Crito by Plato

Crito is a play, a dialogue really, between Socrates and his friend Crito. It focuses on death, justice, and the
appropriate response to one’s circumstances. While their conversation doesn’t reveal what Socrates did which
resulted in his incarceration and subsequent death sentence, it does highlight his commitment to morals and the
laws of the State in which he lived his life.

Socrates’ friend Crito visits him in prison and tries to convince him to escape and start over in a different city,
Thessaly. Socrates aims to answer the question, would it be right if he escaped? His friends are attempting to
answer this for him, to convince him to make a decision they deem in his best interest. Socrates postulates that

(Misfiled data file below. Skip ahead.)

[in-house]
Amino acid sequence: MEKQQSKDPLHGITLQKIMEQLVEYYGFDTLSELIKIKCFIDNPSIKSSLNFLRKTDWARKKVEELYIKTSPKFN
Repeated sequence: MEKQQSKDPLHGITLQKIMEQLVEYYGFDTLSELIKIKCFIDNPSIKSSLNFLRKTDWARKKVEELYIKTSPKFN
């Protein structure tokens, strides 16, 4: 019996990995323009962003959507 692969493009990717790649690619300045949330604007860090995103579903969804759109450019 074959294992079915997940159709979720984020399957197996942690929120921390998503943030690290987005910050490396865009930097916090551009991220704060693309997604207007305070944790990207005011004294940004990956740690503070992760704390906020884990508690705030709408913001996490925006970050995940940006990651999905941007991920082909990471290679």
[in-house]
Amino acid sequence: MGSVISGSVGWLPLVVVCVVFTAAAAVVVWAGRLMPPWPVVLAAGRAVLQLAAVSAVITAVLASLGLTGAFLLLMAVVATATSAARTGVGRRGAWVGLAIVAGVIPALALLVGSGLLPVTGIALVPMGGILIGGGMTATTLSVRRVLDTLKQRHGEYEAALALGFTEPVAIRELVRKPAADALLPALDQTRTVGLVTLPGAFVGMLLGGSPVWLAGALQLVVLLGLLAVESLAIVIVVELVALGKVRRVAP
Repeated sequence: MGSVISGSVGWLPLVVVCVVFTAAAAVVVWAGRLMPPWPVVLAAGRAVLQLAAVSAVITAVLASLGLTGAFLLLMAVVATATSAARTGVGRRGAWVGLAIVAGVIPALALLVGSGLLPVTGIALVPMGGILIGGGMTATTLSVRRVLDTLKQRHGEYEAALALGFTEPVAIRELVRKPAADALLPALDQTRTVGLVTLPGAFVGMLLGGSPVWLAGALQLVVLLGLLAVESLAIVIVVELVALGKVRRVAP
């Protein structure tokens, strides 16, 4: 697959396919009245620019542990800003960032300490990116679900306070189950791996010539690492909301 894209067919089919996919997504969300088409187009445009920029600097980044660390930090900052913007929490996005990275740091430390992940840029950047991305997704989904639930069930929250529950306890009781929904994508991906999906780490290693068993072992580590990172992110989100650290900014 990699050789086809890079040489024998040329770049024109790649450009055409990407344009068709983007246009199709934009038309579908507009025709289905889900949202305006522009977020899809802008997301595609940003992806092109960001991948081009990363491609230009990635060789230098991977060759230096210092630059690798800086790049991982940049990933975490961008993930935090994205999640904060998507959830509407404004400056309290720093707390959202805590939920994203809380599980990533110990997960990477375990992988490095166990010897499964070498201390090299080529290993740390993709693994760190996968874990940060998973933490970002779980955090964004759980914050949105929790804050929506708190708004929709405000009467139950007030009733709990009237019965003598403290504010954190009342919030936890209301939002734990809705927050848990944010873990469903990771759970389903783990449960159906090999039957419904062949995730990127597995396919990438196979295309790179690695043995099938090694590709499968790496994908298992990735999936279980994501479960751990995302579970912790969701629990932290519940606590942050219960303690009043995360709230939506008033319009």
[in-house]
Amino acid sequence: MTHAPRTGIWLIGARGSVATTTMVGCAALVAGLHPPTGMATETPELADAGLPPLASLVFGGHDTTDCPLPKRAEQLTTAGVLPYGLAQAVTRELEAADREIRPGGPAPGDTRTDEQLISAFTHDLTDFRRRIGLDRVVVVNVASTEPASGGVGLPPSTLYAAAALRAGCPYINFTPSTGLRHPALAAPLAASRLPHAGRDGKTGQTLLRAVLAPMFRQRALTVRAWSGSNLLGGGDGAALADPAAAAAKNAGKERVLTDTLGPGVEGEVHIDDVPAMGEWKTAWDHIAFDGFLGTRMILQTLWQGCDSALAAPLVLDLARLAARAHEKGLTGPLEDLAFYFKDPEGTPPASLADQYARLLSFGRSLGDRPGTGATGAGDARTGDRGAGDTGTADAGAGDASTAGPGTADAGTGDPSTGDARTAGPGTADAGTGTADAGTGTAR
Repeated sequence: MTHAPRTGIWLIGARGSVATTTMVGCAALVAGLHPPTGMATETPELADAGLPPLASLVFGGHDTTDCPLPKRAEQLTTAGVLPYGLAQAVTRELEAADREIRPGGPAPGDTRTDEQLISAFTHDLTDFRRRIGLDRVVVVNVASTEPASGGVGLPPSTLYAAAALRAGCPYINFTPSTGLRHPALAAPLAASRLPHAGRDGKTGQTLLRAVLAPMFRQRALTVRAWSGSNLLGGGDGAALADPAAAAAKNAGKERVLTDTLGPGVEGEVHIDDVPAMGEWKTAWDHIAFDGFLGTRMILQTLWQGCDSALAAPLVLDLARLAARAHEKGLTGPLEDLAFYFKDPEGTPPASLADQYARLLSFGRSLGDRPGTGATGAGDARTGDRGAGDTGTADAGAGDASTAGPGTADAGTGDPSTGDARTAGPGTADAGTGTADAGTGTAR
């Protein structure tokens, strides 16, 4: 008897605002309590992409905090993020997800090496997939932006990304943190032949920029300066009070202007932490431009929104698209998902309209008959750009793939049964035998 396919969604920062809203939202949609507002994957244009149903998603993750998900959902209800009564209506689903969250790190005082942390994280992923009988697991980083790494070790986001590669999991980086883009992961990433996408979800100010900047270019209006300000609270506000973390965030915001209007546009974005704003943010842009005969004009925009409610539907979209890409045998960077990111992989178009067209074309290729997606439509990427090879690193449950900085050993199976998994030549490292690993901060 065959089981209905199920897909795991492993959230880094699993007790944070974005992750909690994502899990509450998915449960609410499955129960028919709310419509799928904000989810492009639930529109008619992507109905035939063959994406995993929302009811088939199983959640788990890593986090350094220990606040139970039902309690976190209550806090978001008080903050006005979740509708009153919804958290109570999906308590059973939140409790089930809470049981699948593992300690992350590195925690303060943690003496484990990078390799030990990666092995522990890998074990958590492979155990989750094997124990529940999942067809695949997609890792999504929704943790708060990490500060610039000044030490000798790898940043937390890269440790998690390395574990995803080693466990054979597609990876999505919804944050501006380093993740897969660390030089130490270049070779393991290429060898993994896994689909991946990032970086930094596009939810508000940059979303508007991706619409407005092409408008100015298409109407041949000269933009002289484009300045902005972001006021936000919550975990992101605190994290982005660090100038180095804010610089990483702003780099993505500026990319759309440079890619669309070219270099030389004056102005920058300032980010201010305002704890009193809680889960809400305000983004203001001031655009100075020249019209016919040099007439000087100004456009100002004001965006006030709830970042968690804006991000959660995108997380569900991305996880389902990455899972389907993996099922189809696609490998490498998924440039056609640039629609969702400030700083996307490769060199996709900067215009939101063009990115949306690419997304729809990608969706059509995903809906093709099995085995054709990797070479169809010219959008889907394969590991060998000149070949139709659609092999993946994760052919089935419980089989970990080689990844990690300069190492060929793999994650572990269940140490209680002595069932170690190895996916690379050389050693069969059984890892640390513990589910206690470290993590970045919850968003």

escaping from prison isn’t right for anyone to do, therefore, why would he feel it is fair for him to do so? If the
laws of Athens, and in this case the subsequent punishment, ‘injured’ Socrates, he questions if that creates any
right for him to violate those same laws. Laws he has lived under his whole life, and which have benefited him.

Another Socrates tale I recently read was how he would spend time searching out citizens of Athens from whom
he had differing opinions. Instead of imposing his views on them, he would seek to understand their perspective
while never resorting to anger when they found no common ground. In this regard, he exudes honor and
tranquility. Keeping an open mind, never pushing his will on to others, and being a virtuous man.

The play is a timeless reminder that while we may not know every law of any country we reside in, we’re bound
by all of those laws when we choose to live here, as well as our own morals.

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